The opinion of the court was delivered by: LETTS
The plaintiff is a resident of Anchorage, Alaska, and is a veteran as defined by the Surplus Property Act of 1944, as amended, 50 U.S.C.A.Appendix, § 1611 et seq.
This is an action to enjoin the defendants Littlejohn, Krug, Gardner, and Johnson from transferring property designated as the Chilkoot Barracks Project to the defendants Homer or Veterans' Alaska Co-operative Company (hereinafter referred to as Veterans,) and to order the transfer of this property to the plaintiff.
The Chilkoot Barracks Project is an Army post in Alaska, title to which and possession of which is in the United States. The post has been declared surplus by the War Department. That part of the post area with which we are concerned consists of some 400 acres on Chilkat Peninsula, about a mile south of Haines and about 85 miles north of Juneau. On this post are some 60 permanent buildings and 10 temporary buildings, including barracks, hospital quarters, officers quarters, and such other construction as is usually to be found on an army post. It is no longer in use by the War Department because of the construction of larger and more efficient military establishments in the area. When in use, however, Chilkoot Barracks had a normal complement of some 400 men; at capacity, it accommodated approximately 1200 troops. Its acquisition cost, less depreciation, was $ 992,065. The Department of the Interior, named as the disposal agent for this property by the War Assets Administration, set a price of $ 100,000 on the post area with improvements, and $ 5,000 on the water system included in the area. When the City of Haines rejected the offer of the water system, it was included in the sale parcel.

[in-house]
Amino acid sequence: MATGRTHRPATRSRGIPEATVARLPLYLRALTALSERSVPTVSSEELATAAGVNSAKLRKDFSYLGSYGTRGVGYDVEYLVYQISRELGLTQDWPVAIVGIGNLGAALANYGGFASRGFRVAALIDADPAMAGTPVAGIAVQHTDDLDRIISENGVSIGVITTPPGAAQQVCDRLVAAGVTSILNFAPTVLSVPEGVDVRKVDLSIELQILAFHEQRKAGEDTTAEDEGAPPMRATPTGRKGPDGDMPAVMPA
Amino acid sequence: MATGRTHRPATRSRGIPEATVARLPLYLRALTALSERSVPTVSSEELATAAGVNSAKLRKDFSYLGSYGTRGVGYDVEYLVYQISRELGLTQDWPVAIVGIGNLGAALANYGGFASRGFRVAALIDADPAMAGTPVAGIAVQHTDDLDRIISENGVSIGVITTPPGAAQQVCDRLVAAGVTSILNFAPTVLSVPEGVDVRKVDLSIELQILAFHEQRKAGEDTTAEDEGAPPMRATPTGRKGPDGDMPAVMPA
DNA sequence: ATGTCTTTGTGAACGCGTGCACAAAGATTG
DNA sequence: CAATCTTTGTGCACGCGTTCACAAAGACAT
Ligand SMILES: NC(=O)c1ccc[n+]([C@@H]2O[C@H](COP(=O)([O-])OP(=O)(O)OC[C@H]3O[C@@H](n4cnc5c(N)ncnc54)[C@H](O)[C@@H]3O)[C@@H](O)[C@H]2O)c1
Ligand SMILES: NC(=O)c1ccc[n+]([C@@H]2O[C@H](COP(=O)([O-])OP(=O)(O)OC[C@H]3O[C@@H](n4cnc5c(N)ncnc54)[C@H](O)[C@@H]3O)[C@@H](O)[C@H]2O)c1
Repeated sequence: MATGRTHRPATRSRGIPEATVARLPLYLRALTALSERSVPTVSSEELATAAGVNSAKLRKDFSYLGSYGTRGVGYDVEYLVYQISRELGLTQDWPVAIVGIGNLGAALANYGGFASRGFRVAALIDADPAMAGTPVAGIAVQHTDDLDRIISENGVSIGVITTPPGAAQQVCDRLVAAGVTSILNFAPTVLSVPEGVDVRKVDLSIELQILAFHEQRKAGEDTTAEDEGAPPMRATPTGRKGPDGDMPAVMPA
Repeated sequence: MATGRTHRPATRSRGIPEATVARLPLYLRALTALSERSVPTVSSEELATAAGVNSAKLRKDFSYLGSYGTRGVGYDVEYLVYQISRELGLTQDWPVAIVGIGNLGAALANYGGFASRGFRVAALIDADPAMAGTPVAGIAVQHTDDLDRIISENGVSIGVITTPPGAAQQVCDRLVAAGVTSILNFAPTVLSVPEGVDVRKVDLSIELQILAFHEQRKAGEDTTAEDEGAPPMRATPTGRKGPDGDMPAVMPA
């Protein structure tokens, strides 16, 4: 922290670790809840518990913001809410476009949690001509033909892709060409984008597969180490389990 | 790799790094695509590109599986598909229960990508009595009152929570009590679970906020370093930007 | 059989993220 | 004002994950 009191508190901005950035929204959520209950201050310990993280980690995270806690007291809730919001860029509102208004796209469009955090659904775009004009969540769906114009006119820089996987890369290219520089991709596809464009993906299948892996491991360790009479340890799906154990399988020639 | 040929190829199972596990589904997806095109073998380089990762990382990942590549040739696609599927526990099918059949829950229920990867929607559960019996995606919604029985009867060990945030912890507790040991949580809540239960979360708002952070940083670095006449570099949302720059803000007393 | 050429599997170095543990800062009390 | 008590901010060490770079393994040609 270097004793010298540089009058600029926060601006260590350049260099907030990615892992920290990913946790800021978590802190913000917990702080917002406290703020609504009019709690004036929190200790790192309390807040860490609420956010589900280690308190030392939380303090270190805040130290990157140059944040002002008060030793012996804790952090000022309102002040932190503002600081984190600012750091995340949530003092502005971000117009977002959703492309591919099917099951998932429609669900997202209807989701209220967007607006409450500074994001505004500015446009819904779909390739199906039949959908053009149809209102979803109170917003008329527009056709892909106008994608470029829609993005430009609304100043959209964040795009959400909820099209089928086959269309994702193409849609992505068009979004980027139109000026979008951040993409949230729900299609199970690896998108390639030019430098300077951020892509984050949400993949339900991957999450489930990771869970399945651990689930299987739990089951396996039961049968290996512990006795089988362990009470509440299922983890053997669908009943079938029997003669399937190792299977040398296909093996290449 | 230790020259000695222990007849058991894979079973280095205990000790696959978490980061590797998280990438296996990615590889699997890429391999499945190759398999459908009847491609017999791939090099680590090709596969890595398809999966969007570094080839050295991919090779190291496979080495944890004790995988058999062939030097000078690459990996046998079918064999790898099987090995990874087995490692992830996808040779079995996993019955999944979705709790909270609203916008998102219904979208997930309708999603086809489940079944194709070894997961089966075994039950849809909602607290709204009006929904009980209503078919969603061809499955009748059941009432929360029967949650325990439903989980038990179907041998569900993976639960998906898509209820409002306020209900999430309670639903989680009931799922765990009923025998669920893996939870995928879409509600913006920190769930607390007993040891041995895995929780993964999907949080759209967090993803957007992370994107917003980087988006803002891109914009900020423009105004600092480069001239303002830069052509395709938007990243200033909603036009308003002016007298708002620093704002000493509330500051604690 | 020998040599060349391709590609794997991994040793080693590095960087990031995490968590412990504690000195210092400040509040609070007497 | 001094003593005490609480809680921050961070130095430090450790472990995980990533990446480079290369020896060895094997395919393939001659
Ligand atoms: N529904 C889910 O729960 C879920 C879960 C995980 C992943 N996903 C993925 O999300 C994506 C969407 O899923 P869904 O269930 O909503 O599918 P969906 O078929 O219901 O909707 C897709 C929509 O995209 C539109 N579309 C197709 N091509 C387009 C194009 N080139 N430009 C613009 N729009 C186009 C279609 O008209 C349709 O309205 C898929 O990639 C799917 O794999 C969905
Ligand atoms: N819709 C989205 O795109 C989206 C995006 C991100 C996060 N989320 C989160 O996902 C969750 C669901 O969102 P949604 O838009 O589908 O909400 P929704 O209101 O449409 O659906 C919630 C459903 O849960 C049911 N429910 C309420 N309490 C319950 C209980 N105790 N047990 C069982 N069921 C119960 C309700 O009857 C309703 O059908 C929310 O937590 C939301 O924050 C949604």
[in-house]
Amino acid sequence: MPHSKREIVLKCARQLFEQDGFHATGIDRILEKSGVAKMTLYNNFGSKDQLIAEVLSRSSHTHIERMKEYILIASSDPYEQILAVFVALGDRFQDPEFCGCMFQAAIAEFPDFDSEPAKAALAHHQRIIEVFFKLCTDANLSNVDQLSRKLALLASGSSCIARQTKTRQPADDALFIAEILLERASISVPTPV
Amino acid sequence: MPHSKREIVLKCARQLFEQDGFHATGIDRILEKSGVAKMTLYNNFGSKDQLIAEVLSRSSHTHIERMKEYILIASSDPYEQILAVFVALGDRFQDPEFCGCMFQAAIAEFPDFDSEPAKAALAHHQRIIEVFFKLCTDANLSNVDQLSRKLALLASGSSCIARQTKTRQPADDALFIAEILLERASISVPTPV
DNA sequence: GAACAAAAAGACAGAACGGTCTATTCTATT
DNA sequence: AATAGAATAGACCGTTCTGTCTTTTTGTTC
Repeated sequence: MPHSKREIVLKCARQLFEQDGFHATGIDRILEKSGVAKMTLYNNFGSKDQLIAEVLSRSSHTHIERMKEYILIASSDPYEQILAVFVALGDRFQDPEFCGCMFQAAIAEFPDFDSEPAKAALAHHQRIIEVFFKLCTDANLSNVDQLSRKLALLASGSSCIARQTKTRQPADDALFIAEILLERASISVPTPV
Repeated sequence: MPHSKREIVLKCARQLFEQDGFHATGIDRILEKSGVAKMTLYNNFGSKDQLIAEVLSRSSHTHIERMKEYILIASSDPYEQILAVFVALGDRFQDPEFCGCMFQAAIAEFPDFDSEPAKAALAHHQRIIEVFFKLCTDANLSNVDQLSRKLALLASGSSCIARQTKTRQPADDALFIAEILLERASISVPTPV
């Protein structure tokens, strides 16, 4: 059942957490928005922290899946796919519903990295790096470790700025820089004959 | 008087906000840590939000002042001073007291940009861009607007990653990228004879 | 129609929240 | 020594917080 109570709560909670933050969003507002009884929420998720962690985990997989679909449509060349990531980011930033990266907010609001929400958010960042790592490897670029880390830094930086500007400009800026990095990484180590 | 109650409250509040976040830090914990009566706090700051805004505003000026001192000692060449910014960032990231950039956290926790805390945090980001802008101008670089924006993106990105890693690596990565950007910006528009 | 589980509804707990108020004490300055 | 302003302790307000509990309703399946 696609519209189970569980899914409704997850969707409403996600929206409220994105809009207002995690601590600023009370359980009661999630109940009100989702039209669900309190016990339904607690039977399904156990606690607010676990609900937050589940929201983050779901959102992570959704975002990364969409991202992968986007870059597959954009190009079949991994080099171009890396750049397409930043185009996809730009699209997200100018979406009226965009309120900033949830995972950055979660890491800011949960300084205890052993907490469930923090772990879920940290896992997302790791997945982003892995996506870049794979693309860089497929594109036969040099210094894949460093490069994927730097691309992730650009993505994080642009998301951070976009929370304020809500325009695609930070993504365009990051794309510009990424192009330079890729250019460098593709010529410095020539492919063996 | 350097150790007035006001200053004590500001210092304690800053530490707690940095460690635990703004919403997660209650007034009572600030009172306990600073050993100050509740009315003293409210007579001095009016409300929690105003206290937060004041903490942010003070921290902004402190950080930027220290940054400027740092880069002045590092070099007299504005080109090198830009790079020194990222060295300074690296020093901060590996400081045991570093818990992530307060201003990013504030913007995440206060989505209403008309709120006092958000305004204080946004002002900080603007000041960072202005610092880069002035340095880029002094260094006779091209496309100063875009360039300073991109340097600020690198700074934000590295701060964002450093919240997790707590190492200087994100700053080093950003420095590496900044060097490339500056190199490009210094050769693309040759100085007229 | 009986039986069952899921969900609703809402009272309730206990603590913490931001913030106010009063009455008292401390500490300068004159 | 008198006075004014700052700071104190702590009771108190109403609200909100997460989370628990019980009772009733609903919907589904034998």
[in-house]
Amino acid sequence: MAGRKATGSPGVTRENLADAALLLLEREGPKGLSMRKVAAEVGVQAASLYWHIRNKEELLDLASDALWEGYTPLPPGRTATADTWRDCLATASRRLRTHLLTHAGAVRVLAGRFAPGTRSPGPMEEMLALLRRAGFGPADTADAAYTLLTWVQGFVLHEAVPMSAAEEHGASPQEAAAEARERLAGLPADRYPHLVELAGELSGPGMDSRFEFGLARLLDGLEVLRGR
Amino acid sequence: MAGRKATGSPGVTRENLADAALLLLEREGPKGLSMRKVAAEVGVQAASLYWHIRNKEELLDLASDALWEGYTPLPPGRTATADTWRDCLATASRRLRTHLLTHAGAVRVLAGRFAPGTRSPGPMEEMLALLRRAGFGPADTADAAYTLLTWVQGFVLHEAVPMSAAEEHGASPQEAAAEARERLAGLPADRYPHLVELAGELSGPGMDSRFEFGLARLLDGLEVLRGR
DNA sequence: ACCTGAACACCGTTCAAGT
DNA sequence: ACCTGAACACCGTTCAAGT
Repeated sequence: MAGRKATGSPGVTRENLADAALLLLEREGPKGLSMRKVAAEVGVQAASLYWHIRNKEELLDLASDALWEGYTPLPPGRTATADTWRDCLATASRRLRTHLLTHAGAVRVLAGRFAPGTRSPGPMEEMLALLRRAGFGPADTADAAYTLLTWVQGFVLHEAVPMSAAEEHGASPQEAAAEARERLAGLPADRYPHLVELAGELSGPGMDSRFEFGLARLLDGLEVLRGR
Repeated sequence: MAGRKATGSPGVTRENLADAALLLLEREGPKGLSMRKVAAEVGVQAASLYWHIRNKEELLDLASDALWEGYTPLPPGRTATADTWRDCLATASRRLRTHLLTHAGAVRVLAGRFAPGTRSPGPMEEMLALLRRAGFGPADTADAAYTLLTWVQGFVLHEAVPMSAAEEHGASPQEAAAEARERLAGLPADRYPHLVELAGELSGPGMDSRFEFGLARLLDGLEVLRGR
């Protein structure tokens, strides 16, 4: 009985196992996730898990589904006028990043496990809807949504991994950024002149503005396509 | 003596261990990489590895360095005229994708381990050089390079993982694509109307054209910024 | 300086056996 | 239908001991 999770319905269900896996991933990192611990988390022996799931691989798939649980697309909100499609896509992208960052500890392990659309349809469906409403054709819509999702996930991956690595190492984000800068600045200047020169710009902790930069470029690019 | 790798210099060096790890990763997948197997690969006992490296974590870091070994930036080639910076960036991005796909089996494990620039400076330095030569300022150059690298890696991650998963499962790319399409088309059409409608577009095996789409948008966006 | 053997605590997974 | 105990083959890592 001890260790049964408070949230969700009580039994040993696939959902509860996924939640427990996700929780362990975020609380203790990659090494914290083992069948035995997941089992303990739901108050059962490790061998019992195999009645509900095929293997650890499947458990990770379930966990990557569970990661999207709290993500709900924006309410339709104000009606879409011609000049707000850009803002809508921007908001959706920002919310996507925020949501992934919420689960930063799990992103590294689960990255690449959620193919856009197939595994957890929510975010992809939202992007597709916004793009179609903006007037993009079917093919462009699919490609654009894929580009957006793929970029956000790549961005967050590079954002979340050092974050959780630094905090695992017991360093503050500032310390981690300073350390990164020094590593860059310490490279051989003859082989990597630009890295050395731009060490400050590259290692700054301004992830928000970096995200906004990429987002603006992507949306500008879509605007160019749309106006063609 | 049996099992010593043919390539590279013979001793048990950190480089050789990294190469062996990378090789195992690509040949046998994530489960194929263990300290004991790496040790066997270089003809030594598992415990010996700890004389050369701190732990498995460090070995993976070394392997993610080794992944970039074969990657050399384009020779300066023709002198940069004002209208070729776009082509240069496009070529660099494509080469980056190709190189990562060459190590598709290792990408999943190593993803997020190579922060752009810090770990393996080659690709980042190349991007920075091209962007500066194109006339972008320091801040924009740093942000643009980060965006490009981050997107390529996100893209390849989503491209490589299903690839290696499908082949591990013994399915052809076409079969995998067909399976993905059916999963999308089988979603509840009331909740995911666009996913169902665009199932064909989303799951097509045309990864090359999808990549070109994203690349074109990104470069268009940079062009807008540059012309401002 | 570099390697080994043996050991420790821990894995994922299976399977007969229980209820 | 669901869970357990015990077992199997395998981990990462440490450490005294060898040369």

The property was advertised for sale beginning March 27, 1946. Priority offers were to be filed by 10 A.M. on June 26, 1946. Three bids were filed by veterans. The plaintiff's bid was filed some hours after the deadline, but the defect was waived. One of the bidders withdrew, leaving only the plaintiff and the defendant Homer, as trustee for the Veterans. The Department decided, without hearings, that both were entitled to veteran's preference and ordered a drawing at Anchorage, Alaska, to determine which should prevail. 58 Stat. 778, § 23(f), 50 U.S.C.A.Appendix, § 1632(f); W.A.A. Reg. 5, Sec. 8305.12(k). The plaintiff's name was selected at the public drawing. The defendants, both before and after the drawing, protested the award to O'Harra. The Department of the Interior referred them to the War Assets Administration. The Bureau of Review of the War Assets Administration held a hearing to consider these protests on August 14, 1946. The plaintiff was not represented at hearing. But the Board of Review decided nothing other than to refer it to the Department of the Interior for a full hearing on the issues raised. The authorization for the hearing provided that both the plaintiff and the defendants were to be given an opportunity to be heard. The issues were framed in the letter of authorization from General Littlejohn, thus:
'That the criterion for the eligibility of each of the claimants for a veteran's priority in bidding for this property shall be: Have the claimants demonstrated to the satisfaction of the disposal agency that they actually intended and are equipped, in fact, to use all of the property for their own small business, agricultural or residential purposes -- rather than utilize part thereof for speculative purposes?'
If O'Harra met this test, he was to receive the property; if he did not and Veterans did, it should receive the award.